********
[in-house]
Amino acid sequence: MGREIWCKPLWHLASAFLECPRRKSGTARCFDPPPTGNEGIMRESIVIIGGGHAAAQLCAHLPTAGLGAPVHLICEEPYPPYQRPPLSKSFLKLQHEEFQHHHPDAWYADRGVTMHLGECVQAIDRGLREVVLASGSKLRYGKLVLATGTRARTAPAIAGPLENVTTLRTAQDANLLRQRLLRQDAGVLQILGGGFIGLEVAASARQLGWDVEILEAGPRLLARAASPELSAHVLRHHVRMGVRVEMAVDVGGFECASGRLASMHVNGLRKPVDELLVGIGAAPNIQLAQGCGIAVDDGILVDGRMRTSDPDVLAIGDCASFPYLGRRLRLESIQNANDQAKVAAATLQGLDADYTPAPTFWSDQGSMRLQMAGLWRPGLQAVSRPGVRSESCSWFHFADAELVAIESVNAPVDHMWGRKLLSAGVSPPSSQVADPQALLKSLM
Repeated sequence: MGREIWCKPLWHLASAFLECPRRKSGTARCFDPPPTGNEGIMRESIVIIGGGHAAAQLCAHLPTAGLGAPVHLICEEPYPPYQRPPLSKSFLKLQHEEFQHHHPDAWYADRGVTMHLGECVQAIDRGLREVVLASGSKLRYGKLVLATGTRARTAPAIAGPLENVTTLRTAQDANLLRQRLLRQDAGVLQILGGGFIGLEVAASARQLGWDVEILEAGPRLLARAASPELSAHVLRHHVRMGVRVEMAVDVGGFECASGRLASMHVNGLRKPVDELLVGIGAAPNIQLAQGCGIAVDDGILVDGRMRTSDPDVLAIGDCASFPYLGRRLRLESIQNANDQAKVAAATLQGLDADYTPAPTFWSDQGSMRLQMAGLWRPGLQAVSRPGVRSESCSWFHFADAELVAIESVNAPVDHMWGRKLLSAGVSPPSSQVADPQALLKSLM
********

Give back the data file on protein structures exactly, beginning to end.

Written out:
[in-house]
Amino acid sequence: MGREIWCKPLWHLASAFLECPRRKSGTARCFDPPPTGNEGIMRESIVIIGGGHAAAQLCAHLPTAGLGAPVHLICEEPYPPYQRPPLSKSFLKLQHEEFQHHHPDAWYADRGVTMHLGECVQAIDRGLREVVLASGSKLRYGKLVLATGTRARTAPAIAGPLENVTTLRTAQDANLLRQRLLRQDAGVLQILGGGFIGLEVAASARQLGWDVEILEAGPRLLARAASPELSAHVLRHHVRMGVRVEMAVDVGGFECASGRLASMHVNGLRKPVDELLVGIGAAPNIQLAQGCGIAVDDGILVDGRMRTSDPDVLAIGDCASFPYLGRRLRLESIQNANDQAKVAAATLQGLDADYTPAPTFWSDQGSMRLQMAGLWRPGLQAVSRPGVRSESCSWFHFADAELVAIESVNAPVDHMWGRKLLSAGVSPPSSQVADPQALLKSLM
Repeated sequence: MGREIWCKPLWHLASAFLECPRRKSGTARCFDPPPTGNEGIMRESIVIIGGGHAAAQLCAHLPTAGLGAPVHLICEEPYPPYQRPPLSKSFLKLQHEEFQHHHPDAWYADRGVTMHLGECVQAIDRGLREVVLASGSKLRYGKLVLATGTRARTAPAIAGPLENVTTLRTAQDANLLRQRLLRQDAGVLQILGGGFIGLEVAASARQLGWDVEILEAGPRLLARAASPELSAHVLRHHVRMGVRVEMAVDVGGFECASGRLASMHVNGLRKPVDELLVGIGAAPNIQLAQGCGIAVDDGILVDGRMRTSDPDVLAIGDCASFPYLGRRLRLESIQNANDQAKVAAATLQGLDADYTPAPTFWSDQGSMRLQMAGLWRPGLQAVSRPGVRSESCSWFHFADAELVAIESVNAPVDHMWGRKLLSAGVSPPSSQVADPQALLKSLM